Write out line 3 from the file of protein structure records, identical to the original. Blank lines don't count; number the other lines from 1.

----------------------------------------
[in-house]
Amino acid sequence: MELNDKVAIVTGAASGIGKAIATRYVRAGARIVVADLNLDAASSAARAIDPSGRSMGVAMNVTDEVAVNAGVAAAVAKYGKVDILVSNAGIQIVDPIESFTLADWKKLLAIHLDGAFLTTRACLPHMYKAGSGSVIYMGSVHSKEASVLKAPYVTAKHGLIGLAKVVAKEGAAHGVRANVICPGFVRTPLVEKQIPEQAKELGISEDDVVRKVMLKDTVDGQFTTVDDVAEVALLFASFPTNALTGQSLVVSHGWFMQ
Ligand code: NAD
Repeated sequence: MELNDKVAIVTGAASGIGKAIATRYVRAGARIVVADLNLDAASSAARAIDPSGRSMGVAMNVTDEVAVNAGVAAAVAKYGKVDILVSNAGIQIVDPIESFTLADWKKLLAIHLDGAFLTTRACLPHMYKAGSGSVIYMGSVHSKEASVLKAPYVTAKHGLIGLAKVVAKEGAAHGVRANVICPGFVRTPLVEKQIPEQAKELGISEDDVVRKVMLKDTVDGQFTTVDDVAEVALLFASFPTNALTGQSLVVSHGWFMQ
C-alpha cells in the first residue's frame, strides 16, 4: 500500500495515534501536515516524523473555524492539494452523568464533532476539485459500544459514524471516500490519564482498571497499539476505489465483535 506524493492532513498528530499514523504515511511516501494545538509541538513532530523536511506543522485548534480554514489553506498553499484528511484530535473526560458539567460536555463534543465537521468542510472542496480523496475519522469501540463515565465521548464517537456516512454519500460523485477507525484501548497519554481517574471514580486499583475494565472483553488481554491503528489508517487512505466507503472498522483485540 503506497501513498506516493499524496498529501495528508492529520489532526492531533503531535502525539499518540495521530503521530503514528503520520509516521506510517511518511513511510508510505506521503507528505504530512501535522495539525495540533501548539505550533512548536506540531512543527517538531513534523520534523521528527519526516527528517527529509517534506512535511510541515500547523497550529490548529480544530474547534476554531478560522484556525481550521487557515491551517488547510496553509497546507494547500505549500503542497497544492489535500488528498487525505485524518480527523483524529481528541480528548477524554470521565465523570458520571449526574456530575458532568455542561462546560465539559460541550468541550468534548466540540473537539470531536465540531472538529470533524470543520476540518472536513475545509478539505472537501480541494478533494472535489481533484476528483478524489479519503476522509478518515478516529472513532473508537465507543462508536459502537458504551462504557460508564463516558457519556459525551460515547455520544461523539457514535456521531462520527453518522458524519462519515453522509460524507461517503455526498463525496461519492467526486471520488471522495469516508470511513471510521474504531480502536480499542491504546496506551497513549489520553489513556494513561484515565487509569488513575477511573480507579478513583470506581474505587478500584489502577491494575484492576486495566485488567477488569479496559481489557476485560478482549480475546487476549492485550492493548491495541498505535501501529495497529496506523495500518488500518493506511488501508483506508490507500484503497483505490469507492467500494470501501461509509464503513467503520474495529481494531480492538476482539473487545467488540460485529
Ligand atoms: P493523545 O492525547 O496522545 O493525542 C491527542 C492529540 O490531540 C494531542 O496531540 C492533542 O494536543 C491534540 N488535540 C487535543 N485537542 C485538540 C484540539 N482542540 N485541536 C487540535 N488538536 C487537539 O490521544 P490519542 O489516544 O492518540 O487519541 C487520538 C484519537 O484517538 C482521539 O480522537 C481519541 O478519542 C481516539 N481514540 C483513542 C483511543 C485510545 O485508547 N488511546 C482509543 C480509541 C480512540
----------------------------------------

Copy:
Ligand code: NAD